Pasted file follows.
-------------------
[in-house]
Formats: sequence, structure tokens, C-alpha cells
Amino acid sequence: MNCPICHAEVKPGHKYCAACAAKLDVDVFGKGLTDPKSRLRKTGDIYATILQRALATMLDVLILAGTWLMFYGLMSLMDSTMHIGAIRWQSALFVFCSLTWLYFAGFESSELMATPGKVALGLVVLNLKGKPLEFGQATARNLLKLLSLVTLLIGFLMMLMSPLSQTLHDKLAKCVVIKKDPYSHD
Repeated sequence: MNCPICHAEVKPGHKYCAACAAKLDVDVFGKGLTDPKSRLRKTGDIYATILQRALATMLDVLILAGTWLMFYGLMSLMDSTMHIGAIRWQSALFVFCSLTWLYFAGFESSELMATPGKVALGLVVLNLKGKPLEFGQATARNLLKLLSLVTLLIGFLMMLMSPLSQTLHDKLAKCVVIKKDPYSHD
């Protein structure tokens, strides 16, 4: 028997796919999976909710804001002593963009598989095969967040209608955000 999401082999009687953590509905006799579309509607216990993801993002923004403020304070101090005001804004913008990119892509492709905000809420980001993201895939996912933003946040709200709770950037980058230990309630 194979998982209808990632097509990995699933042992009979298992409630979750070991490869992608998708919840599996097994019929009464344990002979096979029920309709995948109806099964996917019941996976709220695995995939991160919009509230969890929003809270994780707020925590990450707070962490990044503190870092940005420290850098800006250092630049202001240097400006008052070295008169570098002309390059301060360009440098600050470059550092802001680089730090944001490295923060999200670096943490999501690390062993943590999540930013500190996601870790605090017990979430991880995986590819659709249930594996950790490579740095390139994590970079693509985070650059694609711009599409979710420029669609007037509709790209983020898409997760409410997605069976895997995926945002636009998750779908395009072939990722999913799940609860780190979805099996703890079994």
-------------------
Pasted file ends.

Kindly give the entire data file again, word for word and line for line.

[in-house]
Formats: sequence, structure tokens, C-alpha cells
Amino acid sequence: MNCPICHAEVKPGHKYCAACAAKLDVDVFGKGLTDPKSRLRKTGDIYATILQRALATMLDVLILAGTWLMFYGLMSLMDSTMHIGAIRWQSALFVFCSLTWLYFAGFESSELMATPGKVALGLVVLNLKGKPLEFGQATARNLLKLLSLVTLLIGFLMMLMSPLSQTLHDKLAKCVVIKKDPYSHD
Repeated sequence: MNCPICHAEVKPGHKYCAACAAKLDVDVFGKGLTDPKSRLRKTGDIYATILQRALATMLDVLILAGTWLMFYGLMSLMDSTMHIGAIRWQSALFVFCSLTWLYFAGFESSELMATPGKVALGLVVLNLKGKPLEFGQATARNLLKLLSLVTLLIGFLMMLMSPLSQTLHDKLAKCVVIKKDPYSHD
């Protein structure tokens, strides 16, 4: 028997796919999976909710804001002593963009598989095969967040209608955000 999401082999009687953590509905006799579309509607216990993801993002923004403020304070101090005001804004913008990119892509492709905000809420980001993201895939996912933003946040709200709770950037980058230990309630 194979998982209808990632097509990995699933042992009979298992409630979750070991490869992608998708919840599996097994019929009464344990002979096979029920309709995948109806099964996917019941996976709220695995995939991160919009509230969890929003809270994780707020925590990450707070962490990044503190870092940005420290850098800006250092630049202001240097400006008052070295008169570098002309390059301060360009440098600050470059550092802001680089730090944001490295923060999200670096943490999501690390062993943590999540930013500190996601870790605090017990979430991880995986590819659709249930594996950790490579740095390139994590970079693509985070650059694609711009599409979710420029669609007037509709790209983020898409997760409410997605069976895997995926945002636009998750779908395009072939990722999913799940609860780190979805099996703890079994």